Monthly Archives: November 2010

“Failed Fondue” Mac & Cheese: a Post-Wedding Meal!

When Jared and I got back from our honeymoon, we discovered that the house was still full of leftovers from the wedding! There were 15 open bottles of wine in the garage, about 15 different cheeses, and we’re still finding things!

So in an attempt to use up both the cheese and the wine, we tried our hand at fondue one night. “Tried” is the operative word, here. There were so many cheese varieties that went into it – Monterey Jack, cheddar, Brie, some random Greek cheese we had, plus another half dozen that we couldn’t identify – that we weren’t sure how it would actually turn out.

It was delicious. We ate as much as we could stand, dripping cheesy goodness off of sourdough bread cubes. But the texture was wrong, and there was way more of it than four people could inhale in one sitting. The fondue ended up very grainy, and I’m pretty sure it was one of the hard cheese we had in the mix. But it still tasted amazing, so we poured the leftovers into a container, and came up with a way to use it the next day.

 

“Failed Fondue” Baked Macaroni and Cheese

You’ll need:
Pasta, 2 cups – use whatever you’ve got. We used whole wheat penne. Enough to balance out the fondue you’ve got.
Leftover fondue, at least 3 cups (4 is better)
Milk or Half and Half
Butter
Breadcrumbs, 1/2 cup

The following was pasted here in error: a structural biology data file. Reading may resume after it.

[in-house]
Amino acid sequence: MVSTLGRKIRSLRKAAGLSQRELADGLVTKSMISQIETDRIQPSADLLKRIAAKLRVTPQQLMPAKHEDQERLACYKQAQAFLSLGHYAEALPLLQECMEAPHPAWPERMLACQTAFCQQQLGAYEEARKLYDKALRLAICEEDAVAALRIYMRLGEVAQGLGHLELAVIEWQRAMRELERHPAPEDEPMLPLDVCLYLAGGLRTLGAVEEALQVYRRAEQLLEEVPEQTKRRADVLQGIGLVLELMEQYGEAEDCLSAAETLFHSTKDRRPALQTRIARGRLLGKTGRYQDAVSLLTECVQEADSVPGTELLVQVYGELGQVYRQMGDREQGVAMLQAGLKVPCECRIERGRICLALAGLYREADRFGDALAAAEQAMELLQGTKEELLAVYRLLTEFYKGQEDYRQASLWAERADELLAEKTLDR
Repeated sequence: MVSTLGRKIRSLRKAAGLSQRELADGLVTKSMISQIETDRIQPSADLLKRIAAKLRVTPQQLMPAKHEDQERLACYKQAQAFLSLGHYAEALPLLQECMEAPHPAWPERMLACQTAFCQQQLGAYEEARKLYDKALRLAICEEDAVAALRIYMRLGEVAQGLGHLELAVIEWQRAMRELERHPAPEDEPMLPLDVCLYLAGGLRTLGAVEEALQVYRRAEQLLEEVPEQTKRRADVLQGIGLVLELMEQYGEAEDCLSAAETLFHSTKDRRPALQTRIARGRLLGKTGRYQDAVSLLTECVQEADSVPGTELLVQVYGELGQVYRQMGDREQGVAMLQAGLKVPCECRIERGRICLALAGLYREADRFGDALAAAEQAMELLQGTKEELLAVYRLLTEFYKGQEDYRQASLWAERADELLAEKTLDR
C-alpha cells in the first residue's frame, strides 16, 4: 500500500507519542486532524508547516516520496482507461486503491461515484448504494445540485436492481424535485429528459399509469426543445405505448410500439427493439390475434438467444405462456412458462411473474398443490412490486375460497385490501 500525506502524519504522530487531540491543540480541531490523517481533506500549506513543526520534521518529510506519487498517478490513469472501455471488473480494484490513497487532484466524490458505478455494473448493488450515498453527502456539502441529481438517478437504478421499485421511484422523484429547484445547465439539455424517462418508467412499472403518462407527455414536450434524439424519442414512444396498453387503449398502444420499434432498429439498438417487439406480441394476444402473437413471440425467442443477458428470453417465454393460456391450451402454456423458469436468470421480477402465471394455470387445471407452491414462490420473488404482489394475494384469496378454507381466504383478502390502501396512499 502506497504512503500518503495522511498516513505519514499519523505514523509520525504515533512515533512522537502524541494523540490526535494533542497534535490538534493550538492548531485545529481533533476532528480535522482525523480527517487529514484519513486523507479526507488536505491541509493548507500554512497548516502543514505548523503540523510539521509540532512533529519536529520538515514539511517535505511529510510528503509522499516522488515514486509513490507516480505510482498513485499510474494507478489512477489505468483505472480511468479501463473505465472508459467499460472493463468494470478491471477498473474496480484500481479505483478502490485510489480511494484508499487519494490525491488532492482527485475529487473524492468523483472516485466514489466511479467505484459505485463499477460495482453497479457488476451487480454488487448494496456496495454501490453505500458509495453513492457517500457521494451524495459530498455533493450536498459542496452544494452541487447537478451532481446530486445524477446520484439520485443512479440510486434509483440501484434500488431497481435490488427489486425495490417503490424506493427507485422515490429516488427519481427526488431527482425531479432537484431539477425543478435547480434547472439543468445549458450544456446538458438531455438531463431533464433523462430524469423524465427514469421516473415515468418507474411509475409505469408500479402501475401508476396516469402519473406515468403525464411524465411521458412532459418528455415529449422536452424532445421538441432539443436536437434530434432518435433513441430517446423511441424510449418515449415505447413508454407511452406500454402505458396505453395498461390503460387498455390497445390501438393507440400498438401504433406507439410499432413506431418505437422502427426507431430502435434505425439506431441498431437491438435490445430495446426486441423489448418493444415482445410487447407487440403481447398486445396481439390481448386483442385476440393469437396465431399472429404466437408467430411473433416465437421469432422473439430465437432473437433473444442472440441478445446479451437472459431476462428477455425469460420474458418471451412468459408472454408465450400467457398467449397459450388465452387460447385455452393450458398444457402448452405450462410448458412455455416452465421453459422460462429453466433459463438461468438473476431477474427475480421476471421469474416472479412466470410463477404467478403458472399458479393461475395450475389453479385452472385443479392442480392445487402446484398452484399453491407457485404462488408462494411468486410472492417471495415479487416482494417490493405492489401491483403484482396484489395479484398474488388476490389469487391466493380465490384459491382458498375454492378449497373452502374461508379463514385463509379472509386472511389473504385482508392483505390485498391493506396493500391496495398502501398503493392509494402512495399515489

Seasonings – Worcestershire sauce, salt and pepper, chili powder or smoked paprika, whatever you’re in the mood for (or have too much of)
Grated cheese

Grease a deep 1-1/2 quart baking dish (or whatever casserole dish you’ve got) and preheat the oven to 350ºF.

Bring water to boil and cook pasta according to its directions. While it’s making its merry way toward done, heat up your leftover fondue.

Run a butter knife through it top-to-bottom then side-to-side in a grid, loosening the cheesy cubes as you go. If it’s in a microwavable container, nuke it on 70% power for 30 seconds, then stir. Repeat until the cheese is partially melted. Add in a tablespoon of butter (or more, whatever feels right) and a couple tablespoons of milk/half & half, stir into the cheese, and microwave again in 30 second bursts until everything is melted and more or less smooth. Add more milk as needed to get the right consistency. For the stovetop, melt the fondue in a saucepan over medium heat, adding the butter and milk when it’s mostly melted. Stir often, you don’t want it to scorch. You just want to make your fondue more saucy. Add a little flour to the mix if it seems too thin. Once it’s all incorporated, turn the heat off and add any seasonings you like.

When the pasta’s done to your liking, drain it and add it back to its pot, and stir the fondue-turned-cheese sauce into it. Pour half the pasta and sauce into the baking dish, sprinkle with grated cheese, and top with the remaining pasta. Add more cheese, and sprinkle (be liberal) half a cup of breadcrumbs or so over the top.

Bake until the breadcrumbs are toasted, and the cheese is melted and just golden around the edges of the dish, about 30 minutes (NOTE: If you use a shallower, larger casserole dish, cut the time to 15-20 minutes). Let the whole thing stand for five minutes before dishing it up.

Serve with steaks and butternut squash slices hot off the grill. Don’t forget the vino.

 

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